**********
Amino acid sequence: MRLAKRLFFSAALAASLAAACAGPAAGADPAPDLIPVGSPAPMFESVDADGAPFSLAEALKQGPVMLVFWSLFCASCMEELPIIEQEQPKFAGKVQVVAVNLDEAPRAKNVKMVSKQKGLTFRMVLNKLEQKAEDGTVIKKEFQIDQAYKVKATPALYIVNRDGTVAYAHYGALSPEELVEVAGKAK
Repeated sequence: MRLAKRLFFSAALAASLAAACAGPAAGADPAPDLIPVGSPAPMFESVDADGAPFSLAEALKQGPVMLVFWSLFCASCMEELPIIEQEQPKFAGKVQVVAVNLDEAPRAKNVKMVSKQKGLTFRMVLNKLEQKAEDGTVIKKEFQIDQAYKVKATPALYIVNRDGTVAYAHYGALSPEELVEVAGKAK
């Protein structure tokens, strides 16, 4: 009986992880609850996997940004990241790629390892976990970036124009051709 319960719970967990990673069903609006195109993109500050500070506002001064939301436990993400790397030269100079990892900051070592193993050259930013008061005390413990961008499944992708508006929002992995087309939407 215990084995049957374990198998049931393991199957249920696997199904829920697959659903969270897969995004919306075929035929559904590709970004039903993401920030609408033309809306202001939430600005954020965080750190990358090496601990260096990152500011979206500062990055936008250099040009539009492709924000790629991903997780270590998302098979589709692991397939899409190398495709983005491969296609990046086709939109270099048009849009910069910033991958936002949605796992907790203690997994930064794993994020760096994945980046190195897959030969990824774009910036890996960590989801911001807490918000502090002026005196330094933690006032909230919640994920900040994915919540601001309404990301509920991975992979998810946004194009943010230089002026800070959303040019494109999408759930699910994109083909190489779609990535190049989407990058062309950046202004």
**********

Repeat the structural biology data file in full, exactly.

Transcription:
Amino acid sequence: MRLAKRLFFSAALAASLAAACAGPAAGADPAPDLIPVGSPAPMFESVDADGAPFSLAEALKQGPVMLVFWSLFCASCMEELPIIEQEQPKFAGKVQVVAVNLDEAPRAKNVKMVSKQKGLTFRMVLNKLEQKAEDGTVIKKEFQIDQAYKVKATPALYIVNRDGTVAYAHYGALSPEELVEVAGKAK
Repeated sequence: MRLAKRLFFSAALAASLAAACAGPAAGADPAPDLIPVGSPAPMFESVDADGAPFSLAEALKQGPVMLVFWSLFCASCMEELPIIEQEQPKFAGKVQVVAVNLDEAPRAKNVKMVSKQKGLTFRMVLNKLEQKAEDGTVIKKEFQIDQAYKVKATPALYIVNRDGTVAYAHYGALSPEELVEVAGKAK
């Protein structure tokens, strides 16, 4: 009986992880609850996997940004990241790629390892976990970036124009051709 319960719970967990990673069903609006195109993109500050500070506002001064939301436990993400790397030269100079990892900051070592193993050259930013008061005390413990961008499944992708508006929002992995087309939407 215990084995049957374990198998049931393991199957249920696997199904829920697959659903969270897969995004919306075929035929559904590709970004039903993401920030609408033309809306202001939430600005954020965080750190990358090496601990260096990152500011979206500062990055936008250099040009539009492709924000790629991903997780270590998302098979589709692991397939899409190398495709983005491969296609990046086709939109270099048009849009910069910033991958936002949605796992907790203690997994930064794993994020760096994945980046190195897959030969990824774009910036890996960590989801911001807490918000502090002026005196330094933690006032909230919640994920900040994915919540601001309404990301509920991975992979998810946004194009943010230089002026800070959303040019494109999408759930699910994109083909190489779609990535190049989407990058062309950046202004």